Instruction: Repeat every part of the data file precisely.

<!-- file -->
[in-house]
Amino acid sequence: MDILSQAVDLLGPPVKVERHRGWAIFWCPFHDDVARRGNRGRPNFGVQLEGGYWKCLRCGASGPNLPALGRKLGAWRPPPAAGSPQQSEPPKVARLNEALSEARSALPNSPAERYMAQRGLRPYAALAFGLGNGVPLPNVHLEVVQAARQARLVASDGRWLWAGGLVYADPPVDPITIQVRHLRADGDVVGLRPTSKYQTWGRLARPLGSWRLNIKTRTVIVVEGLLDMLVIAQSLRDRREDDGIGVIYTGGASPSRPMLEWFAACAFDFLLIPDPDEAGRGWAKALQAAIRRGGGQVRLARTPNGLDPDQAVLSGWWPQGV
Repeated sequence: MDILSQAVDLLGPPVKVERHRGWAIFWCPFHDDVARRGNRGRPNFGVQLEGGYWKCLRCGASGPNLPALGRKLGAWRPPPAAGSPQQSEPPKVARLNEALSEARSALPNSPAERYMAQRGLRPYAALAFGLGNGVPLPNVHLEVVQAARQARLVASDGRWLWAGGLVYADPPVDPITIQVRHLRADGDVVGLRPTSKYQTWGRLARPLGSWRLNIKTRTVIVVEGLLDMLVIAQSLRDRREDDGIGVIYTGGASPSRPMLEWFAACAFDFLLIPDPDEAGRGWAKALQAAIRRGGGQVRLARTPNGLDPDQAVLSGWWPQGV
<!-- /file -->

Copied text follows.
[in-house]
Amino acid sequence: MDILSQAVDLLGPPVKVERHRGWAIFWCPFHDDVARRGNRGRPNFGVQLEGGYWKCLRCGASGPNLPALGRKLGAWRPPPAAGSPQQSEPPKVARLNEALSEARSALPNSPAERYMAQRGLRPYAALAFGLGNGVPLPNVHLEVVQAARQARLVASDGRWLWAGGLVYADPPVDPITIQVRHLRADGDVVGLRPTSKYQTWGRLARPLGSWRLNIKTRTVIVVEGLLDMLVIAQSLRDRREDDGIGVIYTGGASPSRPMLEWFAACAFDFLLIPDPDEAGRGWAKALQAAIRRGGGQVRLARTPNGLDPDQAVLSGWWPQGV
Repeated sequence: MDILSQAVDLLGPPVKVERHRGWAIFWCPFHDDVARRGNRGRPNFGVQLEGGYWKCLRCGASGPNLPALGRKLGAWRPPPAAGSPQQSEPPKVARLNEALSEARSALPNSPAERYMAQRGLRPYAALAFGLGNGVPLPNVHLEVVQAARQARLVASDGRWLWAGGLVYADPPVDPITIQVRHLRADGDVVGLRPTSKYQTWGRLARPLGSWRLNIKTRTVIVVEGLLDMLVIAQSLRDRREDDGIGVIYTGGASPSRPMLEWFAACAFDFLLIPDPDEAGRGWAKALQAAIRRGGGQVRLARTPNGLDPDQAVLSGWWPQGV